James Lopez is living every baseball fan’s dream. Through his second-year Master of Social Work internship with the Los Angeles Dodgers Foundation, he walks the field, meets players and a few times a week stops by the stadium for work.
“As a kid, I would go to games with my family. I had jerseys of my favorite players. Growing up as a fan, going to the stadium was a big deal. Now I’m coming here three times a week because it’s part of my job. It’s an awesome feeling to be a fan first and then to be a part of the foundation team,” he said.
As the official team charity of the Dodgers, the foundation supports programs in sports, education, and health and wellness that benefit the children and families in the greater Los Angeles area. The USC School of Social Work recently established a relationship with the Dodgers Foundation, which has included the foundation creating the first field placement for a USC MSW student.
Social work students can provide great benefits to those in the business industry.
“Social work students can provide great benefits to those in the business industry,” said Steven Bush, Lopez’s field supervisor and an adjunct associate professor at the School of Social Work. “There is a special skill set that social workers develop through their training, and we’re trying to help our MSW students develop these skill sets in organizations outside of what are considered by many to be traditional social work field placements.”
Lopez said he chose the Dodgers Foundation primarily for this reason.
“I was interested in this placement because it fell under the umbrella of being in a non-traditional social work environment,” he said. “I knew it would expose me to a different realm of the profession … and I wanted to take advantage of that.”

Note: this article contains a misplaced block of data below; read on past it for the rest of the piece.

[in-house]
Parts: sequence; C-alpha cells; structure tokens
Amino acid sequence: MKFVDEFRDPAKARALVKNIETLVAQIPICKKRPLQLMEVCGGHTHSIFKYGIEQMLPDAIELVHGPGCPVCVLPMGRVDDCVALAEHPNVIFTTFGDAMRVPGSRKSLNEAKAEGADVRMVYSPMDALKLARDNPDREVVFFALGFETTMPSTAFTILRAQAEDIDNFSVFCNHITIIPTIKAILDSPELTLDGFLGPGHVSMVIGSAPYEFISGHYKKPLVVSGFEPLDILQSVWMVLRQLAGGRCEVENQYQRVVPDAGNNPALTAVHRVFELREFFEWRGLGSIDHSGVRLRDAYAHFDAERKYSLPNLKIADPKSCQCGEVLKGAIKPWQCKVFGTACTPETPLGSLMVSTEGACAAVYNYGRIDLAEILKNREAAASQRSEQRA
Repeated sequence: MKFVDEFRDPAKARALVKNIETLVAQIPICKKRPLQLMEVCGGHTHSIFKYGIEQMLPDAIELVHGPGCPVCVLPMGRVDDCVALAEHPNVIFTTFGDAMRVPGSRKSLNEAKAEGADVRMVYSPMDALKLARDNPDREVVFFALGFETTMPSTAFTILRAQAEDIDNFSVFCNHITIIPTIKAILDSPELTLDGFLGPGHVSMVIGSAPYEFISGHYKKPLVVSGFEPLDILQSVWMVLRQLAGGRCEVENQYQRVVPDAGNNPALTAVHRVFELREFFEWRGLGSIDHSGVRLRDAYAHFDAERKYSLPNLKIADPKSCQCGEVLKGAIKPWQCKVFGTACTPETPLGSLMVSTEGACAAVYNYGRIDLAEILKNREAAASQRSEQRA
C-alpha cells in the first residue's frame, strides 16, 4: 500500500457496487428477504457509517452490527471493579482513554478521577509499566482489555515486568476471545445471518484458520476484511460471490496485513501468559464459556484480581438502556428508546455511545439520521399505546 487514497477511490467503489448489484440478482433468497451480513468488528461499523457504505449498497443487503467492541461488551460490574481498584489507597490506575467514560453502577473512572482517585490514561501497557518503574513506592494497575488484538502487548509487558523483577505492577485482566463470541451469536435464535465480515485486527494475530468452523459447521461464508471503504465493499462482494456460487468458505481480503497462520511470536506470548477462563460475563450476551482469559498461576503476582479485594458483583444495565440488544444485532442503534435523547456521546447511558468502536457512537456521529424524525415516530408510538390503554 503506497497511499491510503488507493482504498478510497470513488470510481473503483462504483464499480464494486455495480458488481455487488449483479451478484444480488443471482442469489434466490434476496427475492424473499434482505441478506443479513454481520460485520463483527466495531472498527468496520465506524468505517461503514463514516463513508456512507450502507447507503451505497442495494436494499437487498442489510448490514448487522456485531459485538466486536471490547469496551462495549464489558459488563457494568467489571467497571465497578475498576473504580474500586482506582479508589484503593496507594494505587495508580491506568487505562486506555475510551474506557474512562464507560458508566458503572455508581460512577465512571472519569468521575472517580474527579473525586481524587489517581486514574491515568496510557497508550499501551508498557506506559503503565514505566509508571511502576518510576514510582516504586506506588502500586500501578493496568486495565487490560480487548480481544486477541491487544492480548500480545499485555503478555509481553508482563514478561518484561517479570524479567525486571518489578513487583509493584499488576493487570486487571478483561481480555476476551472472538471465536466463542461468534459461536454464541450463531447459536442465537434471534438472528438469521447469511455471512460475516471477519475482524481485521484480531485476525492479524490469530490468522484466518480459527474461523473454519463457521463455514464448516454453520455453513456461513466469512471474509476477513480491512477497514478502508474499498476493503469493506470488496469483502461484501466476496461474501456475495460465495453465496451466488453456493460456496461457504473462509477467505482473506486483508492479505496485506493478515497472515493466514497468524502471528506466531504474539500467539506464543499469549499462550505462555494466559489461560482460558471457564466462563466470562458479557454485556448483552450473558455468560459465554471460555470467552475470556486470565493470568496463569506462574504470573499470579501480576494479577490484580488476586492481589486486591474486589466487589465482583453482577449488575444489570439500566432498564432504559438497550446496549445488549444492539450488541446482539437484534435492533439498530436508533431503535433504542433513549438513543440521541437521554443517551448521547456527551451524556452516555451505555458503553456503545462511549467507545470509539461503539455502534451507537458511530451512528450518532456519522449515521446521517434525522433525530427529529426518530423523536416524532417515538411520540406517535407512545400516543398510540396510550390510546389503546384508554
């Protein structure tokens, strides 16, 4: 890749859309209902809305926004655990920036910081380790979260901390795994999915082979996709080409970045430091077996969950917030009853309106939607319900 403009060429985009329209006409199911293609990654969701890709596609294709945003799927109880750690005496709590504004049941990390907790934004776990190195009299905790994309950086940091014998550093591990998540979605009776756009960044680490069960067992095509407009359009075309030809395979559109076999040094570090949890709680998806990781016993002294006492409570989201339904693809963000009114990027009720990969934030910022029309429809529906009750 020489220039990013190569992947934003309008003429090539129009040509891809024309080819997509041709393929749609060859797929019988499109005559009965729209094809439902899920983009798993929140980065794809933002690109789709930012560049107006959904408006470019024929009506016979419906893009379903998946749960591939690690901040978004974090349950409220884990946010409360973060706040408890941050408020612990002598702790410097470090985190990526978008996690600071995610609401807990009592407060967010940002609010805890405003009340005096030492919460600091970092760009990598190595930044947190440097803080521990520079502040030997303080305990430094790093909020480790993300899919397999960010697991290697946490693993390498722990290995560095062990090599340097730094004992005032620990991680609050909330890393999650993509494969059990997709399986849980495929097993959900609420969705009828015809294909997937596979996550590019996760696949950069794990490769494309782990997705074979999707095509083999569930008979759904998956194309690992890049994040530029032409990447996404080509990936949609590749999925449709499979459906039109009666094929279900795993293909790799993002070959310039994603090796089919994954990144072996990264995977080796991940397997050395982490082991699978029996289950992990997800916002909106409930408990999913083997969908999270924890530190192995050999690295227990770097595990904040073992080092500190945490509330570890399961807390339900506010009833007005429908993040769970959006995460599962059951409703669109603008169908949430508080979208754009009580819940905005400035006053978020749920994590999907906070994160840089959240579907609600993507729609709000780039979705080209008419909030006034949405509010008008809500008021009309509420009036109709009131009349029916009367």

Serving the underserved
At the Dodgers Foundation, his primary task is to oversee the evaluation and assessment process of the Dodgers Reviving Baseball in Inner Cities (RBI) program.
Part of an international Major League Baseball initiative, Dodgers RBI serves approximately 4,000 of the city’s most disadvantaged children ages 5 to 18, providing them with opportunities to play softball and baseball while encouraging them to pursue their education and become a positive part of the community.
The program currently works with youth in South Los Angeles, Compton and Venice. The Dodgers Foundation provides uniforms and equipment, as well as cash grants for umpires and field maintenance. Participants also receive financial literacy seminars, free eye screenings and exams, and incentives and visits to Dodger Stadium.
“Right now, the foundation doesn’t have a system or plan in place to collect data and evaluate the RBI program,” Lopez said. “They need to develop a way to measure the success of the program and the needs of the participants. By developing a best-practice framework, it will help them expand to different parts of Los Angeles that currently don’t have these opportunities.”
Lopez has taken the lead on developing metrics to evaluate the program, from administering pre- and post-test surveys to participants to conducting focus groups with parents and to meeting with various foundation partners, such as the City of Los Angeles’ Department of Recreation and Parks.
“[The] qualitative and quantitative data [that James is collecting is] necessary to determine the program’s impact, make informed decisions and implement program changes,” said Nichol Whiteman, the foundation’s executive director. “James brings a social work perspective, a substantive way to really consider the depth of our programming.”
The bigger picture
After gathering all the data, Lopez will have the opportunity to suggest programmatic changes midseason and postseason. So far, his efforts have been well received by his foundation colleagues.
“The Dodgers Foundation has been really receptive to me and what I bring to the table. They rely on me as the expert on providing the social work lens … and they trust me, so it has fostered a really good relationship,” he said. “One of the greatest things I’ve learned from the exposure to this unique program is how to evaluate a program from scratch. I’ve always understood the frameworks, but now I know the intricate details.
“To be part of the landscape of such an historic team and amazing organization has been an awesome experience.”